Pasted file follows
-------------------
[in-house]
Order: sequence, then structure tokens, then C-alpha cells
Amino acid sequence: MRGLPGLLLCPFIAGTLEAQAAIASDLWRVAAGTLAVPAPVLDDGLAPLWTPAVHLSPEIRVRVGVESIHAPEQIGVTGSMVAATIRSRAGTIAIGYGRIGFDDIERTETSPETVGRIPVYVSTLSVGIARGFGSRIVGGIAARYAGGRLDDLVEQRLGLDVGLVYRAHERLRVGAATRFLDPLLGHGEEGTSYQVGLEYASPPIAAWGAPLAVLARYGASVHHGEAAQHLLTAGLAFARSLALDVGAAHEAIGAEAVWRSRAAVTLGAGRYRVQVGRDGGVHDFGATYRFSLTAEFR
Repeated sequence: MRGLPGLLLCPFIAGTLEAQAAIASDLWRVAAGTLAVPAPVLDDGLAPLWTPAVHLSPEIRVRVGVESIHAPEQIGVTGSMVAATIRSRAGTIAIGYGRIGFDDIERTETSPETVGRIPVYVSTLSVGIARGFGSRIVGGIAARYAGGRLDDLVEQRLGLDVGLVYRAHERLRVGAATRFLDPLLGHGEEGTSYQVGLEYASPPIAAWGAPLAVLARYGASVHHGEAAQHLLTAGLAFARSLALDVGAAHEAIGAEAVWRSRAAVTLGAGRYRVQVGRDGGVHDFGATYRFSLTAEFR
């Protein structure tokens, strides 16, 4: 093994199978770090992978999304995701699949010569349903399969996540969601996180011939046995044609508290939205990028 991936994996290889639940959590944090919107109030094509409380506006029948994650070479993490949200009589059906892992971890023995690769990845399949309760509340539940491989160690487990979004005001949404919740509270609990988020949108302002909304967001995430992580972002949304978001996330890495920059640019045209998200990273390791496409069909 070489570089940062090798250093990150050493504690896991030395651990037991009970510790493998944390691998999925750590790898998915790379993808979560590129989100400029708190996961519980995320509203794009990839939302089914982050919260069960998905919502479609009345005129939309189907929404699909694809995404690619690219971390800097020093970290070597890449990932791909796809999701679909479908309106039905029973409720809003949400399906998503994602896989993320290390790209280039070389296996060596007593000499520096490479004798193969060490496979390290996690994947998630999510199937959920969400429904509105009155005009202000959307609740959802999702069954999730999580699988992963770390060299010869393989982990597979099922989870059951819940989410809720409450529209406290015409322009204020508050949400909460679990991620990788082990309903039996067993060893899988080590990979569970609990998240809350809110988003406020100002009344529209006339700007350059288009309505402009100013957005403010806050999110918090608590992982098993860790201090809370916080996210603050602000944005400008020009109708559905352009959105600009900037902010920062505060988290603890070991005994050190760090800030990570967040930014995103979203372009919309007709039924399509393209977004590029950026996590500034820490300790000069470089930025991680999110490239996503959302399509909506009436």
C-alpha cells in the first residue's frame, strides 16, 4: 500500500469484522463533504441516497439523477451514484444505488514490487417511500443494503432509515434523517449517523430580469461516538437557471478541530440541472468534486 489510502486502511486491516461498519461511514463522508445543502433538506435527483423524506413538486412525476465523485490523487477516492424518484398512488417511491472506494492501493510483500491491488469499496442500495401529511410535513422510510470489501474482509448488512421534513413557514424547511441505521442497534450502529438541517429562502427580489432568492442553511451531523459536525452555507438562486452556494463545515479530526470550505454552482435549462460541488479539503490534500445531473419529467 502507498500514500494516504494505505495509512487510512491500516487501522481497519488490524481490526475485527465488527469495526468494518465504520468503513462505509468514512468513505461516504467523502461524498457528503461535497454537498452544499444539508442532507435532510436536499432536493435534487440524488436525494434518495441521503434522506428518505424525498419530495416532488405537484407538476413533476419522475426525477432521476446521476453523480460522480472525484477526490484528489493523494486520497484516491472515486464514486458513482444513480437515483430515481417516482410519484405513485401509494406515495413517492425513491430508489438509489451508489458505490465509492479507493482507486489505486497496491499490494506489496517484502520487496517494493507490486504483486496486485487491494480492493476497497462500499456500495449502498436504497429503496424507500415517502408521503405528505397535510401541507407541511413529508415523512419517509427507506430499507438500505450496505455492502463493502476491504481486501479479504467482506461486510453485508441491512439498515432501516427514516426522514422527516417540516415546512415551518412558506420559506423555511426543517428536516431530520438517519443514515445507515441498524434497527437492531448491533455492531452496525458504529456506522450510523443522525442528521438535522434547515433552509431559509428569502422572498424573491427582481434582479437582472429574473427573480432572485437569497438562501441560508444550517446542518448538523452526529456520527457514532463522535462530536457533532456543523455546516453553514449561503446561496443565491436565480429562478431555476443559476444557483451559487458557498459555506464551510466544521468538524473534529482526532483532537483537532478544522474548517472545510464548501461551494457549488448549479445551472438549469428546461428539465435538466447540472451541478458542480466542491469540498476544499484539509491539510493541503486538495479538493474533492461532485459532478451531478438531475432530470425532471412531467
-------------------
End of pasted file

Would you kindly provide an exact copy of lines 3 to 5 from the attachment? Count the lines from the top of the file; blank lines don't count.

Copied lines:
Amino acid sequence: MRGLPGLLLCPFIAGTLEAQAAIASDLWRVAAGTLAVPAPVLDDGLAPLWTPAVHLSPEIRVRVGVESIHAPEQIGVTGSMVAATIRSRAGTIAIGYGRIGFDDIERTETSPETVGRIPVYVSTLSVGIARGFGSRIVGGIAARYAGGRLDDLVEQRLGLDVGLVYRAHERLRVGAATRFLDPLLGHGEEGTSYQVGLEYASPPIAAWGAPLAVLARYGASVHHGEAAQHLLTAGLAFARSLALDVGAAHEAIGAEAVWRSRAAVTLGAGRYRVQVGRDGGVHDFGATYRFSLTAEFR
Repeated sequence: MRGLPGLLLCPFIAGTLEAQAAIASDLWRVAAGTLAVPAPVLDDGLAPLWTPAVHLSPEIRVRVGVESIHAPEQIGVTGSMVAATIRSRAGTIAIGYGRIGFDDIERTETSPETVGRIPVYVSTLSVGIARGFGSRIVGGIAARYAGGRLDDLVEQRLGLDVGLVYRAHERLRVGAATRFLDPLLGHGEEGTSYQVGLEYASPPIAAWGAPLAVLARYGASVHHGEAAQHLLTAGLAFARSLALDVGAAHEAIGAEAVWRSRAAVTLGAGRYRVQVGRDGGVHDFGATYRFSLTAEFR
């Protein structure tokens, strides 16, 4: 093994199978770090992978999304995701699949010569349903399969996540969601996180011939046995044609508290939205990028 991936994996290889639940959590944090919107109030094509409380506006029948994650070479993490949200009589059906892992971890023995690769990845399949309760509340539940491989160690487990979004005001949404919740509270609990988020949108302002909304967001995430992580972002949304978001996330890495920059640019045209998200990273390791496409069909 070489570089940062090798250093990150050493504690896991030395651990037991009970510790493998944390691998999925750590790898998915790379993808979560590129989100400029708190996961519980995320509203794009990839939302089914982050919260069960998905919502479609009345005129939309189907929404699909694809995404690619690219971390800097020093970290070597890449990932791909796809999701679909479908309106039905029973409720809003949400399906998503994602896989993320290390790209280039070389296996060596007593000499520096490479004798193969060490496979390290996690994947998630999510199937959920969400429904509105009155005009202000959307609740959802999702069954999730999580699988992963770390060299010869393989982990597979099922989870059951819940989410809720409450529209406290015409322009204020508050949400909460679990991620990788082990309903039996067993060893899988080590990979569970609990998240809350809110988003406020100002009344529209006339700007350059288009309505402009100013957005403010806050999110918090608590992982098993860790201090809370916080996210603050602000944005400008020009109708559905352009959105600009900037902010920062505060988290603890070991005994050190760090800030990570967040930014995103979203372009919309007709039924399509393209977004590029950026996590500034820490300790000069470089930025991680999110490239996503959302399509909506009436």